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In Iraq, Sunnis and Shiites Spar over Halal Chicken

by Jonah Lowenfeld

January 14, 2011 | 10:02 am

In Iraq, when it comes to chicken, Shiites and Sunnis disagree over what is or isn’t halal. Shiites eat Khafeel. Sunnis eat Sadia. Both brands are produced in Brazil.

Anyone familiar with the question of whose kosher designation is trustworthy could probably relate to this morning’s story about the way sectarian divides in Iraq are playing out in the choices of halal chicken brands that Iraqis are making:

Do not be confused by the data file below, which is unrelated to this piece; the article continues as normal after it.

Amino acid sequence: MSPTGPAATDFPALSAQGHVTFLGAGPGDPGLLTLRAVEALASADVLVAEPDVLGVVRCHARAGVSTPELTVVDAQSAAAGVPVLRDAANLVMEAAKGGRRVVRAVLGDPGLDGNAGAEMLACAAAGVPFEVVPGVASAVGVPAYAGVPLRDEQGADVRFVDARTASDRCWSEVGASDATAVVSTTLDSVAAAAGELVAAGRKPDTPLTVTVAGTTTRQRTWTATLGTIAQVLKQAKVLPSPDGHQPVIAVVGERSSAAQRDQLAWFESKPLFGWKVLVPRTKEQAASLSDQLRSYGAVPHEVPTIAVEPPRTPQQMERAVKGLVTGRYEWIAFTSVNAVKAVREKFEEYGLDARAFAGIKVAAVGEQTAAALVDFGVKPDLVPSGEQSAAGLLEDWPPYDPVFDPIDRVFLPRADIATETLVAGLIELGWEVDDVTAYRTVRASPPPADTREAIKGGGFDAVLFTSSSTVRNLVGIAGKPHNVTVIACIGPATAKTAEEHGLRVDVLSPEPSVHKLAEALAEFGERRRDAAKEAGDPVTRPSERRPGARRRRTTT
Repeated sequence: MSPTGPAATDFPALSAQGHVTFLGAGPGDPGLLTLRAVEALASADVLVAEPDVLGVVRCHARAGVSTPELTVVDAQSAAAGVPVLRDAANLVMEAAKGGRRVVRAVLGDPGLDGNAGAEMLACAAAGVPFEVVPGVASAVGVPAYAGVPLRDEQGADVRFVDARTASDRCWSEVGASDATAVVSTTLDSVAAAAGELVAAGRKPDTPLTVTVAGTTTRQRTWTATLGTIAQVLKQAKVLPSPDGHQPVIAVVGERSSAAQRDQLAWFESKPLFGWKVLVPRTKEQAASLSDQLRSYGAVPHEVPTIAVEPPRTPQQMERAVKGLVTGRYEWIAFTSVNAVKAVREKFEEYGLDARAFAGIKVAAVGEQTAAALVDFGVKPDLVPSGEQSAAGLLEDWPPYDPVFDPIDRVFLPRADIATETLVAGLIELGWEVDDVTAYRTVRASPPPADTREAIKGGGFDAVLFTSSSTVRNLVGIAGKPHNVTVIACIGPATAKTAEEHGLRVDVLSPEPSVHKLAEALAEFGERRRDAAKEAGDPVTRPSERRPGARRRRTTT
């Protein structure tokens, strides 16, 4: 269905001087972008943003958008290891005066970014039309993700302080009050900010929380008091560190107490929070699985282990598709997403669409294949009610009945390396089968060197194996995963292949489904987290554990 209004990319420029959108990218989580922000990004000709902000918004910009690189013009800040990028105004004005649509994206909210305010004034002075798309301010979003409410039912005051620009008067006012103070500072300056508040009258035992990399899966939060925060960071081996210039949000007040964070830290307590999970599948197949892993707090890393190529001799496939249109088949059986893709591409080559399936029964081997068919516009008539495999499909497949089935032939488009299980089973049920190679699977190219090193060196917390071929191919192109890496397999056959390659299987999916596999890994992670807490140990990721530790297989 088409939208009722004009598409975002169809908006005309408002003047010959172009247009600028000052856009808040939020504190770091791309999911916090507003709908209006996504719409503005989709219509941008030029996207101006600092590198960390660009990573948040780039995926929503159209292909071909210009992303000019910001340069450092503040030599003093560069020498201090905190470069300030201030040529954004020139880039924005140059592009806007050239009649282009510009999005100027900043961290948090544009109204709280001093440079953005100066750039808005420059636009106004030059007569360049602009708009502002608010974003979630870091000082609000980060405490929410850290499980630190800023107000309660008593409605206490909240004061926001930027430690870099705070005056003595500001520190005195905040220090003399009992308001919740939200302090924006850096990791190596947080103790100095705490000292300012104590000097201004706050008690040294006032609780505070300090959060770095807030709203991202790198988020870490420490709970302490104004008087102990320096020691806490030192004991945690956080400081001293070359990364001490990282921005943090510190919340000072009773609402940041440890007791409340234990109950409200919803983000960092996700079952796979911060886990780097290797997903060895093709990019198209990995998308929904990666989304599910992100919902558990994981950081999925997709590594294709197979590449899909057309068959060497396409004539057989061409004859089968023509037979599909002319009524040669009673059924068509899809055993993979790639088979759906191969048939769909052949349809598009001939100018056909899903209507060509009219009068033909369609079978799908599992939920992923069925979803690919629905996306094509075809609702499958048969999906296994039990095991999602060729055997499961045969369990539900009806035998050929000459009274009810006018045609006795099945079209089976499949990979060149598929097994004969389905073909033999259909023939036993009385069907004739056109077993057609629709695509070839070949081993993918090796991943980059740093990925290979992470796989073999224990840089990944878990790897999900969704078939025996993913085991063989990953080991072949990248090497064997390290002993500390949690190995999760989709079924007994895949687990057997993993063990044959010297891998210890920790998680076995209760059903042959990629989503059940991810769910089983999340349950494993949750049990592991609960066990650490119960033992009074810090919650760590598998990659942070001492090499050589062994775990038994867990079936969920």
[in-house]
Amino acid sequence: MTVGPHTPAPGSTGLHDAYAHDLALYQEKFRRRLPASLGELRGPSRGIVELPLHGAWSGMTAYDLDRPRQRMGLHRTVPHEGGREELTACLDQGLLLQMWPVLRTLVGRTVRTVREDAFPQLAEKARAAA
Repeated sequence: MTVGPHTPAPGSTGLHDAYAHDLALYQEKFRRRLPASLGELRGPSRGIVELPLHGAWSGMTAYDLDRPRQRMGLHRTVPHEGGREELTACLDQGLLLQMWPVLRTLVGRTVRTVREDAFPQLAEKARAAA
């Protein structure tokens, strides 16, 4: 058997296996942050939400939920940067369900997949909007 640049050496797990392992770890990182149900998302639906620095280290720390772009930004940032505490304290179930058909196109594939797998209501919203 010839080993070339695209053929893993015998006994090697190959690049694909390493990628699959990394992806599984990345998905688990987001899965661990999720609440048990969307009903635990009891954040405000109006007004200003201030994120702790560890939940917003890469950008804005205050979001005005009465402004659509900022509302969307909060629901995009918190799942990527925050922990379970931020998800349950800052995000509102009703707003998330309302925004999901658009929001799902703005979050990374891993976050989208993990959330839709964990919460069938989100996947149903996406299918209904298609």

At a wholesale market in east Baghdad, the first thing you see in the chicken section is a big poster with the fatwa, or religious ruling, that sanctions Khafeel chicken.

But many people say the religious institution that issued the fatwa is also profiting from the boost in sales of Khafeel chicken. Shop owner Abu Zuhair says that’s wrong.

“This should not be a money issue,” he says in Arabic. “It should be a way for the religious establishment to help poor people.”

See the rest of Kelly McEvers’s story at NPR.org.

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